Friday, May 31, 2013

USMLE STEP 1 from a Catholic Perspective

I took Step 1 on May 24. It is now May 30. This means that Step 1 is now over.

I can now emerge from my study cave and tell you about it.

Physicians in the United States are licensed by the National Board of Medical Examiners (NBME). The licensing exam (United States Medical Licensing Exam or USMLE) is divided into three steps, creatively called “Step 1,” “Step 2,” and “Step 3.”

Step 1 tests basic sciences (not physics, biology, and chemistry as does the MCAT, but pathology, histopathology, physiology, anatomy, pharmacology, biostatistics, professionalism, and biochemistry). It is typically taken after the academic years and before the clinical years (a.k.a. right after second year is over, as soon as one can study enough for the exam). Step 1 consists of seven blocks of 46 multiple-choice questions (each of which have 3+ answer choices, some with more than seven, but most with five) taken over an eight hour day, which allows about thirty minutes for lunch, fifteen minutes for the testing software tutorial, and fifteen minutes for other breaks.

Medical students prepare for Step 1 by taking thousands of practice questions and reading/re-reading/underlining/highlighting test prep books. The preeminent practice question bank is the USMLE World Question Bank (abbreviated either U-World or Q bank) and the preeminent comprehensive review book is First Aid for the USMLE Step 1 (called simply “First Aid” or typed FA). I remember that when I heard about “First Aid” as a first-year I became confused: “is that all we learn in the first two years of med school? Just first aid??”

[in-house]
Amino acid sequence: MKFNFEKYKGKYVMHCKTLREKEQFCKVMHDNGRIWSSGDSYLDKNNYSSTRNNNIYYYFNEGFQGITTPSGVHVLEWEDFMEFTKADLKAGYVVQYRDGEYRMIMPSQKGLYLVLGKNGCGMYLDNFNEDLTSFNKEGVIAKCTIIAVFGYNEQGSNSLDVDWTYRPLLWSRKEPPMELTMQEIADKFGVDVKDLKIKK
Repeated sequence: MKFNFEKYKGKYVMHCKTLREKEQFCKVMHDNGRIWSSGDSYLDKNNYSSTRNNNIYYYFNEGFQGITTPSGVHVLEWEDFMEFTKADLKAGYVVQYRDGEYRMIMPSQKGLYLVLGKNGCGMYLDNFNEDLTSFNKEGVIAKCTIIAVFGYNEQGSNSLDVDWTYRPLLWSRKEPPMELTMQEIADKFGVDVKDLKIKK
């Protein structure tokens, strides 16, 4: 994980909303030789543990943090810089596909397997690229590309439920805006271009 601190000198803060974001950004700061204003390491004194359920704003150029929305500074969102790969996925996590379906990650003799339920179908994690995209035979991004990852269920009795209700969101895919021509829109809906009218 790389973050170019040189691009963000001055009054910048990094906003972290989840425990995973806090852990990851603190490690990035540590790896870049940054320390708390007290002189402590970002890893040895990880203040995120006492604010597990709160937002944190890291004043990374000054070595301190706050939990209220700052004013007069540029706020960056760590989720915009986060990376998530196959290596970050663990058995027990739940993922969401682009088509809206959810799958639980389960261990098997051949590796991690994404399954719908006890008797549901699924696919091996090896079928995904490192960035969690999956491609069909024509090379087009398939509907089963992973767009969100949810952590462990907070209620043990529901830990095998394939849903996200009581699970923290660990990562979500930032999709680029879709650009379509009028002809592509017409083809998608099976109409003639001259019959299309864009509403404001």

I and all the other M2s at my school scheduled Step 1 in January or February. It can be taken at any of hundreds of Prometric centers across the country, on any date the center is open for day-long tests (most days). That’s so much easier than scheduling the MCAT, which is only offered on certain days in large cities! (I took the MCAT on April 10, 2006 while on an extended Easter holiday from TAC, by the way, but that’s not super relevant.)

I started studying in January. I went through FA one section per week. Each section was one discipline (e.g. cardiology or microbiology or endocrinology). This means that, in addition to coursework and preparing for class exams, I was reading six to ten pages of cardiology or pharmacology (etc) per night. I also did 25 practice questions per day.

I’d done about 75% of Q-bank and had almost finished a first pass through FA when, on April 1, the M2s took a short (four-hour) test made by NBME called the Comprehensive Basic Science Exam, meant to be a simulated Step 1. Our score sorted us into risk groups (would pass easily (largest category), would pass comfortably, would pass, may not pass) which determined how stringently the school would watch our preparation. I was blessed: I would apparently pass easily. I think this was because I’d been studying since January.

Each of us met with the school’s test-taking advisor before the last day of classes to make out a schedule of review. Here’s where my story gets a little crazy.

Most med students clear out two months after their classes end so that they can belong to studying for Step 1. I…didn’t. A large family meant that I had three siblings’ graduations to go to (just within the nuclear family). A Catholic family meant that I had a Confirmation and rehearsal to go to (my confirmant, not just a friend). And discerning a vocation meant that I had a week-long program on prayer to go to (at the advice of my spiritual director).

I told all this to the test prep lady, and she sort of blinked.